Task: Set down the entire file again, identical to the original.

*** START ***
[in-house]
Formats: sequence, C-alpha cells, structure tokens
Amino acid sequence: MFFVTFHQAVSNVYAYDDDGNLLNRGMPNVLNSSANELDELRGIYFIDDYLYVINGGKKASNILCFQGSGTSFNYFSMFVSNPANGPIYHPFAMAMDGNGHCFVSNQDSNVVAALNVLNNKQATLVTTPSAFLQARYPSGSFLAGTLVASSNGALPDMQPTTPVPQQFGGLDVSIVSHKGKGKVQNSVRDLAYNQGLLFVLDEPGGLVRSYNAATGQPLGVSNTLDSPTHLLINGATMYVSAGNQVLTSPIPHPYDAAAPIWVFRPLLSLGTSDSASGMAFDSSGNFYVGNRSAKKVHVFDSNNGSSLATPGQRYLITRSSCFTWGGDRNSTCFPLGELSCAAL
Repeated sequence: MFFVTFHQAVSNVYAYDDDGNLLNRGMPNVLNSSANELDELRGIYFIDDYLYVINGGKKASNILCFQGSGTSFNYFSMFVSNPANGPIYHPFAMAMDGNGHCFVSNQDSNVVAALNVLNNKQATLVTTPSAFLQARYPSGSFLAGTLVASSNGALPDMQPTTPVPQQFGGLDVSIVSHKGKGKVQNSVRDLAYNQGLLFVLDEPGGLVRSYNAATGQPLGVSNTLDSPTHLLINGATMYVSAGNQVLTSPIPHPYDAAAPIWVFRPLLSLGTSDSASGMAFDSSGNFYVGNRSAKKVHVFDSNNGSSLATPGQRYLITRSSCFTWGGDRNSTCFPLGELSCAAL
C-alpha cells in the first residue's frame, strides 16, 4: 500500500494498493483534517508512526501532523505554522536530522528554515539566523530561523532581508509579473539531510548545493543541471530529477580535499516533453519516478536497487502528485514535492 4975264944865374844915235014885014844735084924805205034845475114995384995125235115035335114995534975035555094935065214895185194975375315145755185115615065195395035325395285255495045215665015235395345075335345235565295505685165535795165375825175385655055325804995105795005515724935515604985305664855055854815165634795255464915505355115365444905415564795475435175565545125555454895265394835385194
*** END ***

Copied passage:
[in-house]
Formats: sequence, C-alpha cells, structure tokens
Amino acid sequence: MFFVTFHQAVSNVYAYDDDGNLLNRGMPNVLNSSANELDELRGIYFIDDYLYVINGGKKASNILCFQGSGTSFNYFSMFVSNPANGPIYHPFAMAMDGNGHCFVSNQDSNVVAALNVLNNKQATLVTTPSAFLQARYPSGSFLAGTLVASSNGALPDMQPTTPVPQQFGGLDVSIVSHKGKGKVQNSVRDLAYNQGLLFVLDEPGGLVRSYNAATGQPLGVSNTLDSPTHLLINGATMYVSAGNQVLTSPIPHPYDAAAPIWVFRPLLSLGTSDSASGMAFDSSGNFYVGNRSAKKVHVFDSNNGSSLATPGQRYLITRSSCFTWGGDRNSTCFPLGELSCAAL
Repeated sequence: MFFVTFHQAVSNVYAYDDDGNLLNRGMPNVLNSSANELDELRGIYFIDDYLYVINGGKKASNILCFQGSGTSFNYFSMFVSNPANGPIYHPFAMAMDGNGHCFVSNQDSNVVAALNVLNNKQATLVTTPSAFLQARYPSGSFLAGTLVASSNGALPDMQPTTPVPQQFGGLDVSIVSHKGKGKVQNSVRDLAYNQGLLFVLDEPGGLVRSYNAATGQPLGVSNTLDSPTHLLINGATMYVSAGNQVLTSPIPHPYDAAAPIWVFRPLLSLGTSDSASGMAFDSSGNFYVGNRSAKKVHVFDSNNGSSLATPGQRYLITRSSCFTWGGDRNSTCFPLGELSCAAL
C-alpha cells in the first residue's frame, strides 16, 4: 500500500494498493483534517508512526501532523505554522536530522528554515539566523530561523532581508509579473539531510548545493543541471530529477580535499516533453519516478536497487502528485514535492 4975264944865374844915235014885014844735084924805205034845475114995384995125235115035335114995534975035555094935065214895185194975375315145755185115615065195395035325395285255495045215665015235395345075335345235565295505685165535795165375825175385655055325804995105795005515724935515604985305664855055854815165634795255464915505355115365444905415564795475435175565545125555454895265394835385194